What is Missouri outlaw Sam Hildebrand’s story?

Orville Turner
Richwoods, Missouri

This so-called “Big River Bushwhacker” was a mighty bad man, and an angry one too. Confederate sympathizers called Sam Hildebrand a Rob Roy, a freedom fighter; Union supporters vilified him as a ruthless murderer.

Sam went from being a farmer and father of six children to one of the most notorious Confederate bushwhackers. When Missouri vigilantes, with the help of the Union home guard, lynched his brother Frank in 1861, Sam got revenge against his brother’s killers. In retaliation federal troops burned the family home and shot and killed several of his relatives, including his 13-year-old brother.

Sam declared his own war on the North. He joined the Confederate army, but gained notoriety as a rebel guerilla fighter. He reportedly had 80 notches carved in the stock of his rifle, which he had nicknamed “Kill-Devil.”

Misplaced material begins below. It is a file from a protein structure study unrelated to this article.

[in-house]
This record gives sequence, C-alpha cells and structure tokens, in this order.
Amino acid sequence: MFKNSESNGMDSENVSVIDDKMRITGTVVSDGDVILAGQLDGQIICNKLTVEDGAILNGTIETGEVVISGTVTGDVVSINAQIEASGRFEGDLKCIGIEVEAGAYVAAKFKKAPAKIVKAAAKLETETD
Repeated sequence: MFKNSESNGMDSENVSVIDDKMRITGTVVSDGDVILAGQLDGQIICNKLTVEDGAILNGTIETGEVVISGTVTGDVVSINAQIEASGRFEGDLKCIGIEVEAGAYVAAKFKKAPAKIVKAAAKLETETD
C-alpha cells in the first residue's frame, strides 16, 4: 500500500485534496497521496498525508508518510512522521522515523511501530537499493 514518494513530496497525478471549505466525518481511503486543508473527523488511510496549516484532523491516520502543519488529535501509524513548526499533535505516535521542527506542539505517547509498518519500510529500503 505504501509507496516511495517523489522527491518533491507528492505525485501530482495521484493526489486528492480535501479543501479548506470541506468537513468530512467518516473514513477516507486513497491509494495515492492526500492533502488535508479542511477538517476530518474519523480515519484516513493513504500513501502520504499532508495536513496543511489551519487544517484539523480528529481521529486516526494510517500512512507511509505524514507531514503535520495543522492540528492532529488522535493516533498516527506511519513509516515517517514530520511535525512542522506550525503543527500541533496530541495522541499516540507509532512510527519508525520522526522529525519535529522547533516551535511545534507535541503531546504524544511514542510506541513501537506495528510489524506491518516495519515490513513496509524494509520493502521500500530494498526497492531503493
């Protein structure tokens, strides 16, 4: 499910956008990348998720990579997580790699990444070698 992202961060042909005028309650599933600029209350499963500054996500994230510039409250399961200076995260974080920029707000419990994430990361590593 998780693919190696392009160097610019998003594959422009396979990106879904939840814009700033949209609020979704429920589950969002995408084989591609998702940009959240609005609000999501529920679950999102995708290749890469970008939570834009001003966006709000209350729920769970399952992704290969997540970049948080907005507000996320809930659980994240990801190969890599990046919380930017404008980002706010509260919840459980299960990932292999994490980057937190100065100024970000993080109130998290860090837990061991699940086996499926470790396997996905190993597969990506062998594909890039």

In his book Sam Hildebrand Rides Again, Henry C. Thompson states a partial list of Sam’s victims, including 26 civilians and an undetermined number of federal soldiers. Many of his victims were hanged. His reign of terror in southeast Missouri lasted until he died while resisting arrest in 1872.

Two years earlier, the illiterate bushwhacker dictated his experiences to two journalists, and his life story was published as Autobiography of Samuel S. Hildebrand; Civil War historian Kirby Ross edited a 2005 edition.

Sam’s own words aptly sum up his violent life: “I make no apology to mankind for my acts of retaliation; I make no whining appeal to the world for sympathy. I sought revenge and I found it; the key of hell was not suffered to rust in the lock while I was on the war path.”

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